- Written by EMMA HUGHSON EMMA HUGHSON
- Published: 28 April 2014 28 April 2014
Experts say uploading an individuals mind onto a computer is impossible
In the new movie Transcendence, actor Johnny Depp plays a scientist who downloads his mind into a super computer after becoming terminally ill. That concept has previously appeared in other science fiction stories, such as the novels Zendegi and Software. But experts say it's unlikely that this type of technology will appear in reality — at least in our lifetime.
In an interview, Chris Eliasmith, the man behind the smallest functioning simulation of a brain in the world, said there are no current examples of someone "uploading" their mind.
The only technology that even comes close is a prosthetic chip, developed by a University of Southern California biomedical engineering professor in 2001, which repairs brain matter and is meant for victims of strokes or Alzheimer's.
But Hamid Tizhoosh, an engineering professor at the University of Waterloo, stated in an email that he believes this technology is impossible and will not be seen "in the next 10 to 20 years."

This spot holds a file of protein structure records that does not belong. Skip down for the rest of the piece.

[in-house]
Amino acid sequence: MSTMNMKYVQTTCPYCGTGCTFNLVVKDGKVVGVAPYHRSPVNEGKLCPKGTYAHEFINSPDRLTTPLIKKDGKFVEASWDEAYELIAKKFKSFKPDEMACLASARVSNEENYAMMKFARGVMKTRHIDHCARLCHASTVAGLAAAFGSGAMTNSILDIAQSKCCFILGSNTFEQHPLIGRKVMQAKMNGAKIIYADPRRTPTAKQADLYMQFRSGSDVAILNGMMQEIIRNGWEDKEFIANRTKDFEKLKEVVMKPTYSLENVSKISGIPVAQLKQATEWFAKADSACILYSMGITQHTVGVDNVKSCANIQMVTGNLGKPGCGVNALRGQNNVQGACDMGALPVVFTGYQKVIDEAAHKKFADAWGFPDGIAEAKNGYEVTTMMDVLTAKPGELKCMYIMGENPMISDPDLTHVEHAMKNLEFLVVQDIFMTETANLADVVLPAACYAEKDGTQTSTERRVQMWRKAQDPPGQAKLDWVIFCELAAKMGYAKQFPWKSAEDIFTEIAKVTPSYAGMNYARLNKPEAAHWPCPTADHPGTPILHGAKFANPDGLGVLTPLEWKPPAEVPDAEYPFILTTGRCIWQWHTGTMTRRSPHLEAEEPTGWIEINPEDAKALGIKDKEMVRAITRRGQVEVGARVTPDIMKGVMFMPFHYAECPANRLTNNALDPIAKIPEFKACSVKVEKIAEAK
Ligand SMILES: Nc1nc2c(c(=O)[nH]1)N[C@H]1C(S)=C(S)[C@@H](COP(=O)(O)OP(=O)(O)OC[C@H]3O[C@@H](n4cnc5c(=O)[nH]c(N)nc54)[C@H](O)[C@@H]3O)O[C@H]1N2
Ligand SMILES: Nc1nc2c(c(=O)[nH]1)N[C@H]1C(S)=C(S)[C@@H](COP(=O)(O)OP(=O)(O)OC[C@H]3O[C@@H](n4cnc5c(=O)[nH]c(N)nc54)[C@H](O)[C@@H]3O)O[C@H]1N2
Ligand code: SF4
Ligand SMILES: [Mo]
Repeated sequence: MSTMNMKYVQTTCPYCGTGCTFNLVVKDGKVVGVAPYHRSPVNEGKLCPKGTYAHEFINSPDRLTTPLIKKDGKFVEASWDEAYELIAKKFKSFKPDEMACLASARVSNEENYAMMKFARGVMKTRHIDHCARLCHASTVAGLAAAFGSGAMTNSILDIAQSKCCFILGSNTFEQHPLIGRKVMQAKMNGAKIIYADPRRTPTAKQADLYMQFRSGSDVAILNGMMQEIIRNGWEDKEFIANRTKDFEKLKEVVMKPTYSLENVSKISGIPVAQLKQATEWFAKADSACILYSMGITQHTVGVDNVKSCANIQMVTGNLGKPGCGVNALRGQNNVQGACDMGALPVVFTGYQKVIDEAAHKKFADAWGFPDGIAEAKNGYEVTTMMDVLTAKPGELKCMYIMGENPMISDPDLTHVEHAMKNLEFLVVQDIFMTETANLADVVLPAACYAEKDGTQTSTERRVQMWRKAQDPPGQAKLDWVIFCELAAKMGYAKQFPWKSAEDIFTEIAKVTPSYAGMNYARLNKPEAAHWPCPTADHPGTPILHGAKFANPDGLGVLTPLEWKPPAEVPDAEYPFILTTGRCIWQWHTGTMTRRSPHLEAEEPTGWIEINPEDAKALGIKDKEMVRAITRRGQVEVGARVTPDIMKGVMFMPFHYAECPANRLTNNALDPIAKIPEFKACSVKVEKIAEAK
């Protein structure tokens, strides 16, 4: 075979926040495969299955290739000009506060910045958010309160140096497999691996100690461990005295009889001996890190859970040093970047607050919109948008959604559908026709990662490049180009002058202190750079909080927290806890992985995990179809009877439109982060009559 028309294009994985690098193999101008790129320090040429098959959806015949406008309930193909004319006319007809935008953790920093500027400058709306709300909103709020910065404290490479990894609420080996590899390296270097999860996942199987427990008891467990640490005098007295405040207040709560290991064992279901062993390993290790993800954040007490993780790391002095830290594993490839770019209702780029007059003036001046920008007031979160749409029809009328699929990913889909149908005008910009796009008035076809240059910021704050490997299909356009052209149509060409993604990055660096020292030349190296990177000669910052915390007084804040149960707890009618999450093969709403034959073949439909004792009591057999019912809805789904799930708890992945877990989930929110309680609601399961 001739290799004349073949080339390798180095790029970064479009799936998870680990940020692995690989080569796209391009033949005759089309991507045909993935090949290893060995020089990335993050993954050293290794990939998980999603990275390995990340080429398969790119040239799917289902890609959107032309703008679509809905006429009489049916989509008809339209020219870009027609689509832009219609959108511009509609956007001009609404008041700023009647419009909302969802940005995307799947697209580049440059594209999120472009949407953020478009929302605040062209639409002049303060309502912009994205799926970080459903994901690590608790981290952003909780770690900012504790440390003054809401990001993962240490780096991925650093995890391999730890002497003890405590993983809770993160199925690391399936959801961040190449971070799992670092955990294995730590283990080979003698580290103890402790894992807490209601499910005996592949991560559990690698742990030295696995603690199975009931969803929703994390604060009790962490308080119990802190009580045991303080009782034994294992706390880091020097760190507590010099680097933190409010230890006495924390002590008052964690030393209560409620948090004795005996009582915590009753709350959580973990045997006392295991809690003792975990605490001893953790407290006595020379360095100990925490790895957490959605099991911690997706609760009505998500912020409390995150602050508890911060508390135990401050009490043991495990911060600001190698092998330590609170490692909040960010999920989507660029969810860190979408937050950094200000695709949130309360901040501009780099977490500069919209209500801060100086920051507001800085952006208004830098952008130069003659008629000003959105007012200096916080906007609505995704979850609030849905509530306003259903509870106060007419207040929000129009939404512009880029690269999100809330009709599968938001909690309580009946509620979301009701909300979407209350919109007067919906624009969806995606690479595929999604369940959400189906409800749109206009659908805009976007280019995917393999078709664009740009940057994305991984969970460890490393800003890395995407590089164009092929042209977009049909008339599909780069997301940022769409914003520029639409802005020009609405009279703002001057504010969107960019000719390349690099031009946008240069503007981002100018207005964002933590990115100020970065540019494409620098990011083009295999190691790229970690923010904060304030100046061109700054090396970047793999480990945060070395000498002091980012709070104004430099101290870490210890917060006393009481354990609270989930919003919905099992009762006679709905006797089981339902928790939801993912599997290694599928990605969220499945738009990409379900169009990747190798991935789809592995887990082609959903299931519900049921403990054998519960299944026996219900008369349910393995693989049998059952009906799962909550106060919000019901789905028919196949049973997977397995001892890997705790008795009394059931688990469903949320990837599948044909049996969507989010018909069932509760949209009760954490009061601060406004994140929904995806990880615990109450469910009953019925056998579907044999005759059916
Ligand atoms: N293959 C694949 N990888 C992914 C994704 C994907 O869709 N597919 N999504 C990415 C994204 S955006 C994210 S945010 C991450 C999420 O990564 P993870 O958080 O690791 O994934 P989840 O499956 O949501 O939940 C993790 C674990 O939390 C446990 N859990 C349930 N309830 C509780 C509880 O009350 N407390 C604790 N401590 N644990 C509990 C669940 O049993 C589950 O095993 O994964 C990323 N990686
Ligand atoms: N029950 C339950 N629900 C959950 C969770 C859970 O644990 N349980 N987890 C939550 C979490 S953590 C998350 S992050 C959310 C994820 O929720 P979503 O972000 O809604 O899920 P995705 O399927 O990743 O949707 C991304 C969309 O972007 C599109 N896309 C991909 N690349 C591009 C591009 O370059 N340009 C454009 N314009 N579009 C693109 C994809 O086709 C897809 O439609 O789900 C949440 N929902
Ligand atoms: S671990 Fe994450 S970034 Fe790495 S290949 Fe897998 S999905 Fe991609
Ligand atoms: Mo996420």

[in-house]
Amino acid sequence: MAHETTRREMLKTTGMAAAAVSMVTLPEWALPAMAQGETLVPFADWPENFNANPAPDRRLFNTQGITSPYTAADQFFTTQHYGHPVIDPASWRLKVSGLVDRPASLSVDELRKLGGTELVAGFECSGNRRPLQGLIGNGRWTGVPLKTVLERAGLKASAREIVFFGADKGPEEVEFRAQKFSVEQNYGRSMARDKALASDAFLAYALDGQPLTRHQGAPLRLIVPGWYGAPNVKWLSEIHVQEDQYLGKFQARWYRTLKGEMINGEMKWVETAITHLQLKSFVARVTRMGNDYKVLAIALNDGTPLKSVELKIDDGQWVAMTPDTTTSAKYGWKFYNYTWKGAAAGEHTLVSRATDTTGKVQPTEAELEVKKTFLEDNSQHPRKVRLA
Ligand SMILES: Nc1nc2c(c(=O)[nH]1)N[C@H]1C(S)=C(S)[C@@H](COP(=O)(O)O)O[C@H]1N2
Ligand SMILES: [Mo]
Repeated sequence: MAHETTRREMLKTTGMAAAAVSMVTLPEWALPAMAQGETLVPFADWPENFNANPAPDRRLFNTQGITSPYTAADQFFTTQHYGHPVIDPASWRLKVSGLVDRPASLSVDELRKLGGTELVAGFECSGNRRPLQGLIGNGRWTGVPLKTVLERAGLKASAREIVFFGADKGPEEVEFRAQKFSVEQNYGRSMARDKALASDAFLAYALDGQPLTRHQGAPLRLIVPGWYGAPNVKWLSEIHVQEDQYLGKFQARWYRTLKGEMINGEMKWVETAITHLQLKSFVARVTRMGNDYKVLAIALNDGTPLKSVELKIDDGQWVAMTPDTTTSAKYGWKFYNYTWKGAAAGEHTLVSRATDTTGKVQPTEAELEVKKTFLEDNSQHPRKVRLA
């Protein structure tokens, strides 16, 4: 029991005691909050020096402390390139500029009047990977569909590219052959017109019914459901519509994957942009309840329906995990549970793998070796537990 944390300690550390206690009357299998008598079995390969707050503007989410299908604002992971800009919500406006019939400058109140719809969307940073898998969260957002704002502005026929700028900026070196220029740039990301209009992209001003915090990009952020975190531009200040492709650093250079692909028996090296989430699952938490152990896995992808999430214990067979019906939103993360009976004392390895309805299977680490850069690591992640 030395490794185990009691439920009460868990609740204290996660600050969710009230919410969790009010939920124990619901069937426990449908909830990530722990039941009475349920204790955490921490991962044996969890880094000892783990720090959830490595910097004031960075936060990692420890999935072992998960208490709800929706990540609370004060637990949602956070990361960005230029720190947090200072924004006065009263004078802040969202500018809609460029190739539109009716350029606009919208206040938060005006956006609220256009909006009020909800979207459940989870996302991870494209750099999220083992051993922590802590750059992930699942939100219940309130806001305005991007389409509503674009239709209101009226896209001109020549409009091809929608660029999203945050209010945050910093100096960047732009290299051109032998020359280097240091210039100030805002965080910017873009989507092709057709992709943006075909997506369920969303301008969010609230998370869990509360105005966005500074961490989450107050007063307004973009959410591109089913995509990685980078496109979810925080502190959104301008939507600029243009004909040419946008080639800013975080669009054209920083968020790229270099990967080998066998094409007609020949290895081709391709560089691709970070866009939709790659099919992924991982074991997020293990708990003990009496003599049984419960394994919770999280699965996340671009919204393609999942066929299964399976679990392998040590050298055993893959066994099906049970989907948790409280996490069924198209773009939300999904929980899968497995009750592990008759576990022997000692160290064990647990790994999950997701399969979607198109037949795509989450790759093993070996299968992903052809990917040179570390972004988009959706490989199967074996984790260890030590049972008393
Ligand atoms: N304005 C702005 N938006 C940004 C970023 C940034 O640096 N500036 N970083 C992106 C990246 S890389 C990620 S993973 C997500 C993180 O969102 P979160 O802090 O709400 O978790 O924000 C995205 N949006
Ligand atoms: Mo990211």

That being said, Daniel Silver, a computer science professor at Acadia University, explained in a phone interview that "we will be able to store different aspects of things that are simple [concepts] in computers" — as opposed to just procedures. For example, right now computers know how to calculate fractions. But they may eventually be able to understand why that procedure works.
But that's a far cry from the capability required to store human consciousness.
"The representational ability of the computer is different to the representational ability of the brain," said Silver.
Still, Ray Kurzweil, a futurist and director of engineering at Google, predicted last year during the Global Futures 2045 International Congress that we will be able to upload our consciousness to computers.
Although this technology would be a break through, Tizhoosh said he believes such immortality "can only mean chaos and suffering at a whole new level."
According to Eliasmith, this technology is extremely unlikely. " It's maybe as likely as the replicators or transporters in Star Trek," he says.
It would be more likely to build an extremely intelligent robot, Eliasmith added. It is just too hard to gather enough information from a brain; even mapping non-functioning brains are a hard task to accomplish.
We cannot gather enough information from one specific persons brain to be able to "simulate behaviour" because we would be missing too much information to create behaviour mannerisms.